But they also raised serious and recurring concerns about Hagel’s record of past statements and votes on everything from Israel to Iran to nuclear weapons.

Sen. John McCain, a leading Republican, clashed with his onetime friend over his opposition to President George W. Bush’s decision to send an extra 30,000 troops to Iraq in 2007 at a point when the war seemed in danger of being lost. Hagel, who voted to authorize military force in Iraq, later opposed the conflict, comparing it to Vietnam and arguing that it shifted the focus from Afghanistan.

McCain called Hagel unqualified for the Pentagon job even though he once described him as fit for a Cabinet post.

Senate Majority Leader Harry Reid asked what the delaying tactics had done for “my Republican colleagues.”

“Twelve days later, nothing. Nothing has changed,” the Democrat said on the Senate floor. “Sen. Hagel’s exemplary record of service to his country remains untarnished.”

Reid blamed partisanship over Obama’s second-term national security team for the delay. Both Reid and Senate Armed Services Committee Chairman Carl Levin, a Democrat, warned that it was imperative to act just days before automatic, across-the-board budget cuts hit the Pentagon.

Hagel will succeed Defense Secretary Leon Panetta and join Obama’s retooled national security team. Hagel’s nomination bitterly split the Senate, with Republicans turning on their former party colleague and Democrats standing by Obama’s nominee.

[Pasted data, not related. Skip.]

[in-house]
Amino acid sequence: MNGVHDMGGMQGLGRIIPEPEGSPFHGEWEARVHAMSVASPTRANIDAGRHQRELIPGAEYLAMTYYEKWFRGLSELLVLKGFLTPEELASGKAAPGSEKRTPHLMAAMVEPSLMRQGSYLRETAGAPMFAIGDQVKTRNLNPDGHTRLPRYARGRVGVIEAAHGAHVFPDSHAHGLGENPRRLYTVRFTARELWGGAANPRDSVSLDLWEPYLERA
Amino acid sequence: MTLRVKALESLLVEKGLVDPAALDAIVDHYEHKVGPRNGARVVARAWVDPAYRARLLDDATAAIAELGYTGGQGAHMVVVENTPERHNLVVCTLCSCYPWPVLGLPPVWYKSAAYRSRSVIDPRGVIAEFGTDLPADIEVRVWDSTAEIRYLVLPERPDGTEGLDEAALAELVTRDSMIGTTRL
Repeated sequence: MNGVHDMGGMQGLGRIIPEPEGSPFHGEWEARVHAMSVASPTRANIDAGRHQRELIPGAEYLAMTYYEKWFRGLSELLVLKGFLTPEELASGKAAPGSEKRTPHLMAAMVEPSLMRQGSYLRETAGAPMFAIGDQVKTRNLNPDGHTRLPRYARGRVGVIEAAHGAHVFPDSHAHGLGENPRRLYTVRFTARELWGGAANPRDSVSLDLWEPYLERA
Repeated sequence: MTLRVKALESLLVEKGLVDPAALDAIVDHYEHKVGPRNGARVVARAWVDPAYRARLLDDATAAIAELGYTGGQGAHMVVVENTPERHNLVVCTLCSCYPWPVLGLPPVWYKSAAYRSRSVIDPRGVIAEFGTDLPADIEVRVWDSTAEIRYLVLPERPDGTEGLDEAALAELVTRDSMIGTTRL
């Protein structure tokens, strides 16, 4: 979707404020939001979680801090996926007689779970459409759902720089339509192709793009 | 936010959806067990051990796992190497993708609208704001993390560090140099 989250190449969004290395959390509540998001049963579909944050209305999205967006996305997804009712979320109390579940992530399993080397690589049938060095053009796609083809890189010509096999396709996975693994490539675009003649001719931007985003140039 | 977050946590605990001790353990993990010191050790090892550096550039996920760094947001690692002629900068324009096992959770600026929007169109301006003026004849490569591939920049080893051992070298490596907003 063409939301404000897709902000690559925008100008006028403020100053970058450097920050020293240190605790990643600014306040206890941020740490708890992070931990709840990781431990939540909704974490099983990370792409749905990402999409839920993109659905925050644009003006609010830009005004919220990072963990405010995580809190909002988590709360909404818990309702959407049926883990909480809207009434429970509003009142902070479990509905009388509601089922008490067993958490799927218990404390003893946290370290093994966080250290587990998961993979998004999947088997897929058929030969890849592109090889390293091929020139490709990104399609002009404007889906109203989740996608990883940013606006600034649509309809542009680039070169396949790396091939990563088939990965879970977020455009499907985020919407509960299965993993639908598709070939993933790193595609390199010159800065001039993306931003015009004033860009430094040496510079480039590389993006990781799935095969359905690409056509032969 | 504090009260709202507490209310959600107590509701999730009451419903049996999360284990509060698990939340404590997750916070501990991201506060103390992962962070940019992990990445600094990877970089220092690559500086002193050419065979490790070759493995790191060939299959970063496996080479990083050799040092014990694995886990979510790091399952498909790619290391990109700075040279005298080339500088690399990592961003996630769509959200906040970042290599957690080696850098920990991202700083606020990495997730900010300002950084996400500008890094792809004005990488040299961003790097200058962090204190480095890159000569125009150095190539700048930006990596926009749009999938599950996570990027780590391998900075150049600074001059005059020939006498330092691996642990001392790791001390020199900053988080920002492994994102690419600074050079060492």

Republicans also challenged Hagel about a May 2012 study that he co-authored for the advocacy group Global Zero, which called for an 80 percent reduction of U.S. nuclear weapons and the eventual elimination of all the world’s nuclear arms.

The group argued that with the Cold War over, the United States can reduce its total nuclear arsenal to 900 without sacrificing security. Currently, the U.S. and Russia have about 5,000 warheads each, either deployed or in reserve. Both countries are on track to reduce their deployed strategic warheads to 1,550 by 2018, the number set in the New START treaty that the Senate ratified in December 2010.

In an echo of the 2012 presidential campaign, Hagel faced an onslaught of criticism by well-funded, Republican-leaning outside groups that labeled the former senator “anti-Israel” and pressured senators to oppose the nomination. The groups ran television and print ads criticizing Hagel.

Opponents were particularly incensed by Hagel’s use of the term “Jewish lobby” to refer to pro-Israel groups. He apologized, saying he should have used another term and should not have said those groups have intimidated members of the Senate into favoring actions contrary to U.S. interests.

The nominee spent weeks reaching out to members of the Senate, meeting individually with lawmakers to address their concerns and seeking to reassure them about his policies.

Hagel’s halting and inconsistent performance during some eight hours of testimony at this confirmation hearing last month undercut his cause, but it wasn’t a fatal blow.

There was no erosion in Democratic support for the president’s choice and Hagel already had the backing of three Republicans – Sens. Thad Cochran, Mike Johanns and Richard Shelby. Sen. Rand Paul, R-Ky., also switched to support Hagel in the final vote.